Young children's perspectives on their social interactions within early childhood settings

Kelly Baird*, Rebekah Grace

*Corresponding author for this work

    Research output: Contribution to journalArticle


    This paper presents findings from mixed-method research exploring 3?5-year-old children?s social interaction experiences while attending one of three different early childhood settings: a therapeutic family support program; a supported playgroup; or a preschool. Thematic analysis of child interviews revealed differences in how children experienced peers, parents and staff depending on the setting, potentially reflecting differences in the composition and goals of the programs and the quality of the children?s peer interactions. Quantitative results suggested preschool children were more advanced in their social development than family support program and supported playgroup children. The parent-child attachment relationship, opportunities to practise appropriate social skills, language ability, and staff qualifications may also be influencing factors in child experiences of peer interaction. This research contributes to literature on how young children experience service environments and the need to respect children as important stakeholders whose perspectives can inform and support the programs they attend.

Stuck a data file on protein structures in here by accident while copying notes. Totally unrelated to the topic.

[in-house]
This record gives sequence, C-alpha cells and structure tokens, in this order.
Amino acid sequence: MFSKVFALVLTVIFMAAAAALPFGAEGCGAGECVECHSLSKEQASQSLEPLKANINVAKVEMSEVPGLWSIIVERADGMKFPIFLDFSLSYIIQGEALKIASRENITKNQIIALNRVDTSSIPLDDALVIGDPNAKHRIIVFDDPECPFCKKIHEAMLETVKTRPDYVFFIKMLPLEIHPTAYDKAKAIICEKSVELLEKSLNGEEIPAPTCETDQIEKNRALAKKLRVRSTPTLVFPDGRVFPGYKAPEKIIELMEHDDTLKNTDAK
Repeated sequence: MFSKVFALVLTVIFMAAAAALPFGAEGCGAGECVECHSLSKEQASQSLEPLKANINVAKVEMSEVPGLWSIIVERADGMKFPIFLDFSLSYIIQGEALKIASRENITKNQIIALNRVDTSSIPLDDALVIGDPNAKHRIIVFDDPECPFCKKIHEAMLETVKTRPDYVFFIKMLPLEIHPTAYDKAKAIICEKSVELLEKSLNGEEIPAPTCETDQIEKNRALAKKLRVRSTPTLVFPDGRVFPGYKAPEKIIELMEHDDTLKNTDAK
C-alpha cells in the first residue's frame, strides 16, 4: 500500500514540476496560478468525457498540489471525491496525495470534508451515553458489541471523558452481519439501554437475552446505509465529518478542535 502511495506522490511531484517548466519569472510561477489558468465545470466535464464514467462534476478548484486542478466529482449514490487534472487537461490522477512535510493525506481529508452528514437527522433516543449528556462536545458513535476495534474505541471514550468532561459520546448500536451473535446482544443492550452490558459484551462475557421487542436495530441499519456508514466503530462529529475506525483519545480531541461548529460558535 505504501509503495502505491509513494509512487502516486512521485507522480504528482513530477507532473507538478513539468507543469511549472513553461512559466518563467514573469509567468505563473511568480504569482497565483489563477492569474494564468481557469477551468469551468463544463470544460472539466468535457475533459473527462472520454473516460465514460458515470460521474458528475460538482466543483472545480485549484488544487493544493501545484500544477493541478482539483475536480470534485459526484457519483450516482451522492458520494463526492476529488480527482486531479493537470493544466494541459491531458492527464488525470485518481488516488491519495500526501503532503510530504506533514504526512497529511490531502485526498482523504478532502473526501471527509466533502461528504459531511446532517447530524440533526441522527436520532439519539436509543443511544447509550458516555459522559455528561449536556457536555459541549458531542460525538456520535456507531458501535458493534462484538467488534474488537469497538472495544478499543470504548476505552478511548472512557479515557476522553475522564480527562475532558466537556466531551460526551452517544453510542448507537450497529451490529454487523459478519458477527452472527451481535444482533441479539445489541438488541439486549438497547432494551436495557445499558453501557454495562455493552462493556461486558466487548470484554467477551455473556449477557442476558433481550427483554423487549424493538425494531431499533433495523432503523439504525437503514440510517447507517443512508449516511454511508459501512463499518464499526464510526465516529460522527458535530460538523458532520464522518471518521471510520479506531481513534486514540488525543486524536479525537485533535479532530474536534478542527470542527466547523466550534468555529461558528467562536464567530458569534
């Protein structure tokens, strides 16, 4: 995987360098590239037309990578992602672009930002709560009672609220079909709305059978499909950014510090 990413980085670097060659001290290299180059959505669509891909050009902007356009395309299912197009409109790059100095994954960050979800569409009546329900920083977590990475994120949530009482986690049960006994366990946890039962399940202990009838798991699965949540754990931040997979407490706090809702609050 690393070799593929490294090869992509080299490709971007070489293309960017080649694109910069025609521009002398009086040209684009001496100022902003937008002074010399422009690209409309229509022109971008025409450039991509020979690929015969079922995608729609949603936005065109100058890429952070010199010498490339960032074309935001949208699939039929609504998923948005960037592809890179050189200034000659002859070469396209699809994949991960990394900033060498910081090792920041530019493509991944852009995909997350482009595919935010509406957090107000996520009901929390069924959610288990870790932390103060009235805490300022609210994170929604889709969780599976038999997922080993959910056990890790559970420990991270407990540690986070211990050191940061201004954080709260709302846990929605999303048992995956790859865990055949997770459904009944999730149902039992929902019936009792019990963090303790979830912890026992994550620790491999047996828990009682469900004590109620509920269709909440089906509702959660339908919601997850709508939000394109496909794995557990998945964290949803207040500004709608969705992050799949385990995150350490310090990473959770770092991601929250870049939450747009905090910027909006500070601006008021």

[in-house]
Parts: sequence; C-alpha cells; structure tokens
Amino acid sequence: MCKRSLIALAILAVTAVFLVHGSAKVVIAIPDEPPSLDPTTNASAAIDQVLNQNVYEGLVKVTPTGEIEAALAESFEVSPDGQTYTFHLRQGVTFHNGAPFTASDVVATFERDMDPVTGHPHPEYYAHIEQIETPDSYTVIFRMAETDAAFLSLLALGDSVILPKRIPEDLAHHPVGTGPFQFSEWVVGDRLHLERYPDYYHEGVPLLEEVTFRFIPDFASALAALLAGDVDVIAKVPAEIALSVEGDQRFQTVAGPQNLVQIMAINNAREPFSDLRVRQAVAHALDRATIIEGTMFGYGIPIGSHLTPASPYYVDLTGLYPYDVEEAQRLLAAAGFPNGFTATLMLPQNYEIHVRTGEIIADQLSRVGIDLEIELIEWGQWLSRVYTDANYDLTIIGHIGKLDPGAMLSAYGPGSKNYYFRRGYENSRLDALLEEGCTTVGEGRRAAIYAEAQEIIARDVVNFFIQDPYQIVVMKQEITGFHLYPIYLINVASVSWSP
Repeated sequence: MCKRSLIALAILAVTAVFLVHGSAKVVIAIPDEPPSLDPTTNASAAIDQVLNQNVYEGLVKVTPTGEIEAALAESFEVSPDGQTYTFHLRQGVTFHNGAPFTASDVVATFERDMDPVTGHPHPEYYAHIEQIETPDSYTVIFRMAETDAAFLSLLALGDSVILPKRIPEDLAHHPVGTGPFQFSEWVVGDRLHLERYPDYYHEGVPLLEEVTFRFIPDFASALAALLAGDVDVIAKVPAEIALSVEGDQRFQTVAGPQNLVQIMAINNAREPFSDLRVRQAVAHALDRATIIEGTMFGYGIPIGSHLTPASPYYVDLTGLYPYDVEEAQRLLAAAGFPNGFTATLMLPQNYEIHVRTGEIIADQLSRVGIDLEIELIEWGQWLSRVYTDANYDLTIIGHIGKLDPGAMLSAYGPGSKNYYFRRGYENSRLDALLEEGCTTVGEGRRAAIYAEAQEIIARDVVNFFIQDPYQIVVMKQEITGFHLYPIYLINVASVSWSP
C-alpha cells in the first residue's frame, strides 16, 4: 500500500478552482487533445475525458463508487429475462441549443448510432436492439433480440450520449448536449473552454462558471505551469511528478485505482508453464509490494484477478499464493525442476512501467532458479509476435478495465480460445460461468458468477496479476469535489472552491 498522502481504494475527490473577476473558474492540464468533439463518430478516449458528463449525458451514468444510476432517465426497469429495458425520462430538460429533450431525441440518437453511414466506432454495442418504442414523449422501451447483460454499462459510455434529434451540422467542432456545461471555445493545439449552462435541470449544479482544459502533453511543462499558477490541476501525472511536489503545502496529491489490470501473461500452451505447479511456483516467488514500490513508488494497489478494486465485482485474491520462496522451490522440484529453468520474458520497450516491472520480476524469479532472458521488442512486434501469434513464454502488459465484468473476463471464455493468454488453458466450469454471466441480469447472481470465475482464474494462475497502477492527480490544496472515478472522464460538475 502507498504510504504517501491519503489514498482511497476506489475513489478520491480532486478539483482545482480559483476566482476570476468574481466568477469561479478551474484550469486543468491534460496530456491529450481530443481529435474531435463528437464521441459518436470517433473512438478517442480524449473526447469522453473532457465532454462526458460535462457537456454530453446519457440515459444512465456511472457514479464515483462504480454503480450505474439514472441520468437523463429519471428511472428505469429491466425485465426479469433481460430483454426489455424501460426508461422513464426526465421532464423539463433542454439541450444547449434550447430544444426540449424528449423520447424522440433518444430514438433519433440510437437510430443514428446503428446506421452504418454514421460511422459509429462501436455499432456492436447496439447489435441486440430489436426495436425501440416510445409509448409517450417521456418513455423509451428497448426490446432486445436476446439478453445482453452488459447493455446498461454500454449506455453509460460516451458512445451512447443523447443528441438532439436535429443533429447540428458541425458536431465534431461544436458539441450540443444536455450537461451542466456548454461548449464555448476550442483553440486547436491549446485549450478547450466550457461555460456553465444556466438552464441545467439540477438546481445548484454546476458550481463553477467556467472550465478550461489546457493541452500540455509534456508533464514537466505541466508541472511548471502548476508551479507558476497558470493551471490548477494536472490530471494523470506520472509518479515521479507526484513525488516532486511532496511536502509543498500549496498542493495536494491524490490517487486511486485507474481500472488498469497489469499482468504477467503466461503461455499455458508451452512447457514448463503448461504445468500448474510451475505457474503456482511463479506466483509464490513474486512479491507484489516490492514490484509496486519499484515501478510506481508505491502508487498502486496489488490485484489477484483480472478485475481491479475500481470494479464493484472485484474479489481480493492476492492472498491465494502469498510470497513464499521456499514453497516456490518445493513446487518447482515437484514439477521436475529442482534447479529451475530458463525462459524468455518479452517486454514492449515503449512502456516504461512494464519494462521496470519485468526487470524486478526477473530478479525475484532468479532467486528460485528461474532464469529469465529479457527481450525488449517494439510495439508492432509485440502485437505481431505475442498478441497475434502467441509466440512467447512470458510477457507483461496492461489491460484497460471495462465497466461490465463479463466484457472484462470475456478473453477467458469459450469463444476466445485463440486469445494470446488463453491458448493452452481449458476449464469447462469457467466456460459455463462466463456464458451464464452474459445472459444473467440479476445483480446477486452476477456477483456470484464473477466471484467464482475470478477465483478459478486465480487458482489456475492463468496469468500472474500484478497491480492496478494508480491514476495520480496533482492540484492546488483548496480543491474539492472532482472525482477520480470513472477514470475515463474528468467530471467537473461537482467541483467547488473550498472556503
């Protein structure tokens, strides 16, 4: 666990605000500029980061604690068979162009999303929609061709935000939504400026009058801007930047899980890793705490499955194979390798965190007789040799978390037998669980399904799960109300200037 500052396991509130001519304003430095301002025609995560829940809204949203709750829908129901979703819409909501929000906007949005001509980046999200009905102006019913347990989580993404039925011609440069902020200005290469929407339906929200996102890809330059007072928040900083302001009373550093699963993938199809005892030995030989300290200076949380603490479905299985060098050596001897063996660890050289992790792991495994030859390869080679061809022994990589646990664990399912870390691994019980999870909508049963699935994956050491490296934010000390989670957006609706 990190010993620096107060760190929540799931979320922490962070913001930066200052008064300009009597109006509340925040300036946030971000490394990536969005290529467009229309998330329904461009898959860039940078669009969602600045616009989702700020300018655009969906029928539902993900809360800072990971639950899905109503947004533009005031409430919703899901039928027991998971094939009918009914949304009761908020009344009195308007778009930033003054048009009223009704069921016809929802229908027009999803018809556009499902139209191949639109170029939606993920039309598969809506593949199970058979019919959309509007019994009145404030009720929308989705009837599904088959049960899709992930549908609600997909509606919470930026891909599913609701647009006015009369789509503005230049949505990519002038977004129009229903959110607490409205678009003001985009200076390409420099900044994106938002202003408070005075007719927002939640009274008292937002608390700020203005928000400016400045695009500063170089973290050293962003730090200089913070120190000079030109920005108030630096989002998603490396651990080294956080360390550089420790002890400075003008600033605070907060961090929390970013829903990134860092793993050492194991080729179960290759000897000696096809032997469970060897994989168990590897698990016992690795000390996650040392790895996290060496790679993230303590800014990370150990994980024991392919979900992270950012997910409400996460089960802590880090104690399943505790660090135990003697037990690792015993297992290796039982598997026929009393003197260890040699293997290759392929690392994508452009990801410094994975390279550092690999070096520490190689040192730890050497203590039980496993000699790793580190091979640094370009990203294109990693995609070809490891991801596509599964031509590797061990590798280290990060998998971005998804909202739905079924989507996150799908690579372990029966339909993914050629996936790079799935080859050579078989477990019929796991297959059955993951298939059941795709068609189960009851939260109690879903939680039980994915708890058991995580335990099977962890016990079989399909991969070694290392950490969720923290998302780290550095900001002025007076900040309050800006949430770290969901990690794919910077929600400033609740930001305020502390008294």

Original languageEnglish
    Number of pages15
    JournalEarly Child Development and Care
    Publication statusE-pub ahead of print - 4 Oct 2019


    • Social interactions
    • child voice
    • early childhood settings
    • family support programs
    • participation

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